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All of the furniture was moved out to the garage for planned pickup by Salvation Army.  And then I had to get the desk from Ikea.  I was comparing the desk options to what I already had in my main office and the desk top I wanted was a little smaller than my existing one.  That memory is important and led to my first mistake.

At Ikea, I was just trying to be quick about the purchase and after finding out where the items were found in the warehouse, I went and grabbed the pieces.  The desk top was 55″, which is smaller than my desk, which is 63″.  I also bought the coordinating desk frame and rushed them home.  I built the table right away and when it was complete, something felt really off about teh finished product.

It was too small.  I measured it again.  Yes, it is 55″.  I measured my office desk.  Yes, 63″.  I looked online at Ikea’s catalog.  Oh.  The desk top I should have purchased was 62″, still smaller than my office desk.  So, I suddenly had a backup desk for the room.  That’s not too bad, because it was actually part of the eventual plan to have a craft desk in the room.  It just happened sooner than expected.

Back to Ikea to purchase the right size desk.  At checkout, I planned to pay cash and when the two pieces were rung up, it was more than I expected.  How do I keep screwing this up?  So I split the payment between cash and card, rushed the items home and built them up.  Now I had the right size desk.

And later, I reviewed the receipt from Ikea and it turns out the cashier rung up two desk frames instead of a frame and a desktop, which explained the extra $50.  Lesson learned.

So anyway, I had all the pieces.  Along with the desk, I had purchased new studio monitors and also a power strip to switch everything off and on at once.  With everything in place, this is the result.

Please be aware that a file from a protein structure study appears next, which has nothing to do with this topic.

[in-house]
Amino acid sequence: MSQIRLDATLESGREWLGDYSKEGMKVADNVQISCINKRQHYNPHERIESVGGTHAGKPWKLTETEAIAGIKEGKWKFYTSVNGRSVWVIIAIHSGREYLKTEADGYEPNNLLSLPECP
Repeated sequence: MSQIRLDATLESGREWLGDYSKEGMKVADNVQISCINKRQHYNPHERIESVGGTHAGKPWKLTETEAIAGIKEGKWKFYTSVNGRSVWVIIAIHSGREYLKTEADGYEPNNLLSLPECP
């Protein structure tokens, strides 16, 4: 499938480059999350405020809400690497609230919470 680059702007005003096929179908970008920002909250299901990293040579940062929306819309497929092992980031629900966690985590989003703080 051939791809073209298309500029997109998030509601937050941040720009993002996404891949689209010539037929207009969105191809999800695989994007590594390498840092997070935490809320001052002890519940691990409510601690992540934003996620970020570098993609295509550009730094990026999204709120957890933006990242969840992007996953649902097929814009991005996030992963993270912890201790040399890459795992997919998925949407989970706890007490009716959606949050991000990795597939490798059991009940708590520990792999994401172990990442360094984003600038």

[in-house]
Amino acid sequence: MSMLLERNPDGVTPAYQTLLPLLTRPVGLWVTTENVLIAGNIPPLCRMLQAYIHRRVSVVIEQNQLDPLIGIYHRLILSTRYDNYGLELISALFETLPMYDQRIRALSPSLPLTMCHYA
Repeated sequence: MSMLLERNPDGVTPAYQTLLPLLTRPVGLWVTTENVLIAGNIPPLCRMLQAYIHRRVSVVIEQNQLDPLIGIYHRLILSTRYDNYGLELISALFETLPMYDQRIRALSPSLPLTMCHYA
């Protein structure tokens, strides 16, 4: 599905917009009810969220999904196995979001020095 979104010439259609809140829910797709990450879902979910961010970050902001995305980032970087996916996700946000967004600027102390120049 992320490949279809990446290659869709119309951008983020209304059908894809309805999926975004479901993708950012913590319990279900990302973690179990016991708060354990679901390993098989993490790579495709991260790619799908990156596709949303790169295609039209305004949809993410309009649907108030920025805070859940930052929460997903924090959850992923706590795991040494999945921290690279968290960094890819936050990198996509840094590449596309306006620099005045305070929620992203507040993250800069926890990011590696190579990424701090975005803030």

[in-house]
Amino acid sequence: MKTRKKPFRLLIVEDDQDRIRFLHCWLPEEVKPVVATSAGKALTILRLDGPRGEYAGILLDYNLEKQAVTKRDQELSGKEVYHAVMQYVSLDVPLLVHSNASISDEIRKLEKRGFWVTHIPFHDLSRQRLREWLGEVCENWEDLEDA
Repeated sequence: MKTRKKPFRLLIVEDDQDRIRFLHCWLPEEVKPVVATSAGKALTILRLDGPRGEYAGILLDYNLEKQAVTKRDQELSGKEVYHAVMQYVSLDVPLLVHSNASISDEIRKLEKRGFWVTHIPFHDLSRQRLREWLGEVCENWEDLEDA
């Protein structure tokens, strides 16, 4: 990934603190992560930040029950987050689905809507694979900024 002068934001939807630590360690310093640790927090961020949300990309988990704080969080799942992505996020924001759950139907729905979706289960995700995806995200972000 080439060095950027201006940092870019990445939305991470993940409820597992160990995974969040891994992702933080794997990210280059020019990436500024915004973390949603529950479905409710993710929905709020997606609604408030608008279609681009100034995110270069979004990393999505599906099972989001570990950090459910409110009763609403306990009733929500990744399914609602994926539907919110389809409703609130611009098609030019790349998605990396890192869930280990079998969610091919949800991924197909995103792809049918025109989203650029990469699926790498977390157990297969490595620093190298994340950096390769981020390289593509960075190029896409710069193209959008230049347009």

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Chairs. Just Chairs.

A couple posts ago, I mentioned that I was looking for a high-quality chair for what will become my studio room.  Elsewhere, I discussed the aggravation in finding a suitable chair in the flood of garbage on the Internet.  The result of all of this has been a bit of capitulation on multiple fronts.

Primarily, since we’re talking about the studio room, I have decided I don’t require a top-grain leather office chair for this.  Comfort is still important, but since it’s going to be a low-utilization piece of furniture, I can let it slide.  I based part of my decision on my history.  Way back when, I used kitchen chairs as desk chairs.  They were comfortable and they worked absolutely fine.  So I opened my options up and went shopping.

And that’s the second bit.  Internet shopping is good for some stuff, but not really for furniture.  Not only for the fact you have to experience what you’re buying, but when you’re buying a single chair, you can find some interesting options in clearance areas of furniture stores.  One-offs, singletons, scratch-and-dents.  While I love and put a priority on quality, I do love a good bargain, and I like rescuing things, too.

Yesterday, I visited a furniture store I’d never been to before.  I assumed it was all fancy, formal stuff and I wouldn’t find anything, but it never hurts to look.  I used to love just browsing stores, but COVID sort of put a damper on that activity.  Anyway, in this store, they sold Stressless chairs and once again, I am astounded that anyone purchases those things.  I can’t see spending over $3k on a chair when you can get a sofa for 1/3 the price.